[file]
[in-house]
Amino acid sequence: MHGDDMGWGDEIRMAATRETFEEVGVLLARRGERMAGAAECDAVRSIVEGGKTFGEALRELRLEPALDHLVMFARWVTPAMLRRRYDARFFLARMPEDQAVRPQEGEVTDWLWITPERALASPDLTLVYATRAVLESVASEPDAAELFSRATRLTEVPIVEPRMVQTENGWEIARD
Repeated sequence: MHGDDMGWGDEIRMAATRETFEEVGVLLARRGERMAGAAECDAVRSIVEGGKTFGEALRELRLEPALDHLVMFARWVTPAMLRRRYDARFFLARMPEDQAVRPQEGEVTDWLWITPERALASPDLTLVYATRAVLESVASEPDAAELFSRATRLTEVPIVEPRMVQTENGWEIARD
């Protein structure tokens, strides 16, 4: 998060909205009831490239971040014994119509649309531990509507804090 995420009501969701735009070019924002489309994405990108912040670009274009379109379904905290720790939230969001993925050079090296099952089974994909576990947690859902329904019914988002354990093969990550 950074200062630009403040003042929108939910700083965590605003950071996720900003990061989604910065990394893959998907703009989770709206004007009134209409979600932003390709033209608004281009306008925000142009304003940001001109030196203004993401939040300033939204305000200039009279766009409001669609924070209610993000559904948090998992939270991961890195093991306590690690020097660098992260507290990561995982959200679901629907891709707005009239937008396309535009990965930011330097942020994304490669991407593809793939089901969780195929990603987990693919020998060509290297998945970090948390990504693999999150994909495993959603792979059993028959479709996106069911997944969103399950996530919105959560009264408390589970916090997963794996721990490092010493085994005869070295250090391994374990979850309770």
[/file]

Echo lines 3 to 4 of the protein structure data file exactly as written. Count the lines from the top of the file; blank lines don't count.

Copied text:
Repeated sequence: MHGDDMGWGDEIRMAATRETFEEVGVLLARRGERMAGAAECDAVRSIVEGGKTFGEALRELRLEPALDHLVMFARWVTPAMLRRRYDARFFLARMPEDQAVRPQEGEVTDWLWITPERALASPDLTLVYATRAVLESVASEPDAAELFSRATRLTEVPIVEPRMVQTENGWEIARD
């Protein structure tokens, strides 16, 4: 998060909205009831490239971040014994119509649309531990509507804090 995420009501969701735009070019924002489309994405990108912040670009274009379109379904905290720790939230969001993925050079090296099952089974994909576990947690859902329904019914988002354990093969990550 950074200062630009403040003042929108939910700083965590605003950071996720900003990061989604910065990394893959998907703009989770709206004007009134209409979600932003390709033209608004281009306008925000142009304003940001001109030196203004993401939040300033939204305000200039009279766009409001669609924070209610993000559904948090998992939270991961890195093991306590690690020097660098992260507290990561995982959200679901629907891709707005009239937008396309535009990965930011330097942020994304490669991407593809793939089901969780195929990603987990693919020998060509290297998945970090948390990504693999999150994909495993959603792979059993028959479709996106069911997944969103399950996530919105959560009264408390589970916090997963794996721990490092010493085994005869070295250090391994374990979850309770």